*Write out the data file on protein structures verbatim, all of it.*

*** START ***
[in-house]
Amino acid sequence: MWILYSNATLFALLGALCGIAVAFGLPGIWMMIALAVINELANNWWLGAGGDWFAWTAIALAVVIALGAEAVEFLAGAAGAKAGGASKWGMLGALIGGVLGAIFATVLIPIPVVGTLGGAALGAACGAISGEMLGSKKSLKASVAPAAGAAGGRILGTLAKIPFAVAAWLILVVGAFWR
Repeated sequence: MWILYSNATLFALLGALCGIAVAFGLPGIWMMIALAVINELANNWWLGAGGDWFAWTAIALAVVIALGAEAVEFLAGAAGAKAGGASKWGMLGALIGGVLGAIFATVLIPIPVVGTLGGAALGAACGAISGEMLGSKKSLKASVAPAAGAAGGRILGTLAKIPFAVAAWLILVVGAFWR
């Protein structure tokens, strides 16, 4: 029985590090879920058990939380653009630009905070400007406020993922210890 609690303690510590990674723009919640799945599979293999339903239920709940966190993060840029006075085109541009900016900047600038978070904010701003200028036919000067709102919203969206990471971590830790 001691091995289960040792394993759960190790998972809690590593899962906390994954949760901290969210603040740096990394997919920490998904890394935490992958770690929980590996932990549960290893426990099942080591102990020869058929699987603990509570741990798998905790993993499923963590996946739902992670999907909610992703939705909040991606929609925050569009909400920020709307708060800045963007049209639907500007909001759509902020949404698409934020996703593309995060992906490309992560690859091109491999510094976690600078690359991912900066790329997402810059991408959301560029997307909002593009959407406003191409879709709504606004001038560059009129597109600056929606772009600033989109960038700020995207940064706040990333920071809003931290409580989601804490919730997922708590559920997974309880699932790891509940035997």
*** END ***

[in-house]
Amino acid sequence: MWILYSNATLFALLGALCGIAVAFGLPGIWMMIALAVINELANNWWLGAGGDWFAWTAIALAVVIALGAEAVEFLAGAAGAKAGGASKWGMLGALIGGVLGAIFATVLIPIPVVGTLGGAALGAACGAISGEMLGSKKSLKASVAPAAGAAGGRILGTLAKIPFAVAAWLILVVGAFWR
Repeated sequence: MWILYSNATLFALLGALCGIAVAFGLPGIWMMIALAVINELANNWWLGAGGDWFAWTAIALAVVIALGAEAVEFLAGAAGAKAGGASKWGMLGALIGGVLGAIFATVLIPIPVVGTLGGAALGAACGAISGEMLGSKKSLKASVAPAAGAAGGRILGTLAKIPFAVAAWLILVVGAFWR
């Protein structure tokens, strides 16, 4: 029985590090879920058990939380653009630009905070400007406020993922210890 609690303690510590990674723009919640799945599979293999339903239920709940966190993060840029006075085109541009900016900047600038978070904010701003200028036919000067709102919203969206990471971590830790 001691091995289960040792394993759960190790998972809690590593899962906390994954949760901290969210603040740096990394997919920490998904890394935490992958770690929980590996932990549960290893426990099942080591102990020869058929699987603990509570741990798998905790993993499923963590996946739902992670999907909610992703939705909040991606929609925050569009909400920020709307708060800045963007049209639907500007909001759509902020949404698409934020996703593309995060992906490309992560690859091109491999510094976690600078690359991912900066790329997402810059991408959301560029997307909002593009959407406003191409879709709504606004001038560059009129597109600056929606772009600033989109960038700020995207940064706040990333920071809003931290409580989601804490919730997922708590559920997974309880699932790891509940035997």